L E T T E R S    T O    T H E    E D I T O R

Improve tax recovery in Punjab

The editorial “Raising money for govt: Punjab needs better tax collection” (Jan 21) was apt. The Punjab government’s move to impose new taxes to improve the economy of the state is not pragmatic enough. It comes at a time when productivity is low and the number of jobless is increasing. Punjab is slipping because the taxpayer’s money is spent according to the whims and fancies of the ruling politicians and not as per people’s needs.

Instead of burdening the taxpayer with new taxes, the government needs to improve tax recovery by plugging loop-holes in tax collection and must take stringent action against tax evaders and recover arrears of crores of rupees pending recovery.

AJIT SINGH, Windsor, Canada

Welcome decision

The editorial “Demat of degrees” (Jan 14) was convincing. I support the argument that the problem of fake degrees and fake institutions has become quite serious and “gaping holes” in our education system must be plugged. The decision of the Central Government to make available online in the electronic format all educational degrees and certificates from school to university level is appreciable.

At present, the line between those who earn their degrees and those who literally purchase them has become blurred. These days, education seems to have become a commodity.



The editorial has analytically highlighted the benefits of ‘dematting’. The term demat is a short expression of dematerialisation. It means that all the academic degrees and certificates will be in electronic format and not in physical form. Dematting of degrees is a path-breaking decision.

This process will be a boon for the students and the institutions as well. Students will be spared the tedious task of attestation and institutions won’t have to preserve physical degrees.

Indeed, dematting operation, if implemented effectively in the entire country, will not only check mushrooming of unrecognised institutions but also the menace of fake degrees.


Racial attacks

One is pained to learn about the fatal racial attacks on Indian students in Australia. The world community today has come closer due to progress in science and technology. It is obvious that knowledge has to be shared by all countries through universities, research organisations and colleges. In this context, the racial violence in Australia is mindless and sullies the image of that country and the government.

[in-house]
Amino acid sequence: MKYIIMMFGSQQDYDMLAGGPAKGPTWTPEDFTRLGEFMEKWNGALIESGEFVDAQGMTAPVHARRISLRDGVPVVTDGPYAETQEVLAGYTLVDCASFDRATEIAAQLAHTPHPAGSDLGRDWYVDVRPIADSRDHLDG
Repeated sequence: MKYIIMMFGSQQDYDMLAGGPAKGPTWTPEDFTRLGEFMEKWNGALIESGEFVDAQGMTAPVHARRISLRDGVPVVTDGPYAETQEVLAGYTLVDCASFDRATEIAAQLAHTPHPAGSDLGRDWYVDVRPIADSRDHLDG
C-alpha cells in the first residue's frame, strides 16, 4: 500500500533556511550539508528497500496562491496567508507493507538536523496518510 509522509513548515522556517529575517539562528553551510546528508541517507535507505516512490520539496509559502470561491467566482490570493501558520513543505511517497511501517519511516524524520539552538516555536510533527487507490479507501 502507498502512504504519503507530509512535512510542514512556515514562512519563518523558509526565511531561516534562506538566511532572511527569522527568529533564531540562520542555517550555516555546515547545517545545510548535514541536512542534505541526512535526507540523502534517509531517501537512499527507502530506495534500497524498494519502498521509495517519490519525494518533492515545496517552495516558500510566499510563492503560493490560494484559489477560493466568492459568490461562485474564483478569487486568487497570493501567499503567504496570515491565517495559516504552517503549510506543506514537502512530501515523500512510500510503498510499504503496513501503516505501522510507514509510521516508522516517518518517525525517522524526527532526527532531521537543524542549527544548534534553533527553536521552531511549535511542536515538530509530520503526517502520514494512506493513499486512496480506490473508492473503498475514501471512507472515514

On the other hand India should also improve its own universities to bring them on a par with the best in the world.


Rotary’s polio drive

The editorial “Eradicating polio” (Jan 12) was well written and I am particularly happy that the needed focus has been given to this most important health challenge that our country has undertaken. 

What surprises me is that whereas the Bill and Melinda Gates Foundation has been referred to in the editorial, there is no reference whatsoever to Rotary International which was the initiator of this world-wide programme. Rotary thought of it in 1979 when 6.5 million children were successfully immunised in the Philippines. Thereafter it took up the commitment to immunise the children of the world and in its campaign involved WHO and UNICEF in 1985. Then came the World Health Assembly in 1988 which made all the governments of the world take up the programme to eradicate polio from the face of the earth. 

Rotary has been the initiator and one of the major global partners with national governments in this crusade having spent more than $700 million from its own fund and mobilising through its advocacy many hundred millions more. In addition, the army of Rotarians has been working ceaselessly for the programme. The Bill and Melinda Gates Foundation came on board a few years back and what they are doing is also greatly appreciated. They too gave the money to Rotary to spend on the programme having the confidence that Rotary would be able to use the funds most effectively. 

Rotary’s priority number one programme is the eradication of polio. It does not matter who gets the credit as long as the job is done.That’s why Rotary has been working ceaselessly with the UN agencies and national governments for making India polio-free and ultimately achieving a polio-free world.

R K SABOO, Chandigarh



HOME PAGE | Punjab | Haryana | Jammu & Kashmir | Himachal Pradesh | Regional Briefs | Nation | Opinions |
| Business | Sports | World | Letters | Chandigarh | Ludhiana | Delhi |
| Calendar | Weather | Archive | Subscribe | Suggestion | E-mail |